In conclusion, my study abroad trip to Denmark has been excellent and I would rate it 9 out 10 of an overall score. I had so much fun and despite being homesick, I was able to get out of my comfort zone, challenge myself further, especially in my dance classes, and appreciate the Danish culture and history while learning about myself in the process. My time here in Denmark is thus bittersweet and I will not forget the bonds I have made with so many people here. Though, I wish we had stayed a week longer, visited more historical sites and learned more about the culture, I am satisfied with how everything went and I am immensely thankful for Gerlev community for accommodating our stay and being so hospitable. I would highly recommend this program to the students at UMBC so they can appreciate the wonderful community at Gerlev Sports Academy.
I went to USG before school actually started to see If there were new things happening, and found some grad students that had their classes started before everyone else. Enjoy this short interview I did with them.
Please comment and share this with your friends.
Thank you all.
Music by Venus X : https://youtu.be/O4qZE7AIFMM
Welcome back everyone! Though the spring semester at USG hasn’t quite started just yet, the blog is back in business. How has everyone’s winter break been so far? This winter break, I spent the holiday season walking around DC, and was able to see the National Christmas Tree. It was a beautiful sight, and for those who have not seen it yet, I definitely recommend it for Christmas 2020!
Already we have stepped foot into 2020, a year for me that holds so much weight as it is finally the year I graduate. It settles me into reality that yes, a new stage of life is approaching and I need to be prepared every step of the way. At the same time, it’s bittersweet how my life as a student at USG will also be coming to an end, as I loved every moment with the amazing students here. Maybe it’s because it’s a whole new year, but the fact settles in even more deeply than before.
Regardless, it is better to keep moving forward than to look back, so I wish everyone the most success on whichever path they embark on in 2020! And please remember, that it is always alright to take a break, to take some time for yourself both mentally and physically. It isn’t worth it to keep pushing when either your mind or body cannot take it. The pace doesn’t matter, so keep moving forward fellow USG students!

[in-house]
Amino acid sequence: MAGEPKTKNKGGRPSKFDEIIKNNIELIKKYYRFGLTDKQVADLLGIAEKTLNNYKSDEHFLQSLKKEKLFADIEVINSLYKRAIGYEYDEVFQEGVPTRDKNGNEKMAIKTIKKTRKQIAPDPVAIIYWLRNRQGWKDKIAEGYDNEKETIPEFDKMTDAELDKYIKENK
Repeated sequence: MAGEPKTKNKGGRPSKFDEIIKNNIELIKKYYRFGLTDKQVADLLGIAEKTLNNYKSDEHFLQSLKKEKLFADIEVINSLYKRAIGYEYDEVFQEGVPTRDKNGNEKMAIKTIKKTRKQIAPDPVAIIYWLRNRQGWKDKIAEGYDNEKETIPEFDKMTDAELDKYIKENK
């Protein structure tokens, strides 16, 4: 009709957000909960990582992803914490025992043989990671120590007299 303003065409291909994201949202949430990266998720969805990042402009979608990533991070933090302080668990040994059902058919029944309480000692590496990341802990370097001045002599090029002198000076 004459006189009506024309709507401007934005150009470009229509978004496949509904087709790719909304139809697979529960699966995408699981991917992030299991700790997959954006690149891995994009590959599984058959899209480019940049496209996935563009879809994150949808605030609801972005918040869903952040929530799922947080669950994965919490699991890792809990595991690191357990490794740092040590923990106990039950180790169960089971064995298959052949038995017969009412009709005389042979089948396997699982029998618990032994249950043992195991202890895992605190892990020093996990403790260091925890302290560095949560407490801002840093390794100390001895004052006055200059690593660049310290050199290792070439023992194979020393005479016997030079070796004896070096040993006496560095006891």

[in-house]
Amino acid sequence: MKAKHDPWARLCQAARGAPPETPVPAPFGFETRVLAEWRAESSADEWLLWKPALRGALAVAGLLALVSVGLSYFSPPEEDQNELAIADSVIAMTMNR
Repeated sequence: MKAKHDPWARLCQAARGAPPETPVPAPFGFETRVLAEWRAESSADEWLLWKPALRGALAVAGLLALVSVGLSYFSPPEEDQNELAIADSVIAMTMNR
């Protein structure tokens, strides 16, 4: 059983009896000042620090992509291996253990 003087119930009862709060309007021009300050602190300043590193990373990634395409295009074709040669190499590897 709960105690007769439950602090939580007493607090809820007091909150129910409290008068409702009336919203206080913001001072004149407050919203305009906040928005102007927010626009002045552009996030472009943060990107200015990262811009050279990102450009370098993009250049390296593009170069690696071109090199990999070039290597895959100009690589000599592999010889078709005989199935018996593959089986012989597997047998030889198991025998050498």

I hope everyone had a wonderful holiday season and happy new year!
Finals are just around the corner, not to mention the multiple amounts of assignments, final projects, papers and exams to complete–all crammed into a relatively short amount of time. Let’s not forget that there is also high levels of anxiety and stress to top it all off. But what can you do to relief this stress and anxiety? And what are the steps you can take to alleviate this pressure during finals week. Here are some tips to help you prepare for the busy weeks ahead to hopefully help you stay calm, organized and feeling well. While it is important to get good grades and pass your finals, it is also vital to take care of yourself. These tips will help you balance finals week by providing you with practical wellness tips that will help you conquer your exams while staying healthy and happy!
10 Tips to help De-stress for Finals
- Get Enough Sleep
- Be Kind to Yourself
- Get Some Light Exercise
- Try Meditation
- Eat healthy snacks
- Make a to-do list
- Take frequent breaks
- Change study location
- Adult Coloring
- Watch a funny video
Here is a link to USG events that are happening right now for De-stress Week: https://shadygrove.umd.edu/news-events/events/de-stress-week
Here are some Memes to make you laugh while you study for the Finals!
Welcome back after a much needed short break. Much needed Thanksgiving break and madness of shopping is over (we still have cyber Monday to look forward to) and now… its the last end of the semester till we are hit by our exams. More then ever, every thanksgiving break made me realize how nice it is to sit in a class room and challenge my self mentally, because Thanksgiving challenges me physically, creatively and yes sometimes even socially. Thanksgiving meal preps and keeping my home throws me back into ‘mommy mode’ where I am determined to do everything in ‘perfection’ in the mommy world. Over the years I have realized that, I should not strive for perfection when it comes to family and relationships. One cannot control many things and sometimes imperfections are the blessings in disguise. So… like never before, this year, I decided to take it easy with my thanksgiving and reached out to another close family member for help. This is what family is all about. It is important for us to cherish family, no matter good, bad form it comes in. Relationships are never easy, but at the end of the day they are relations that if given a chance will stand with us, for us.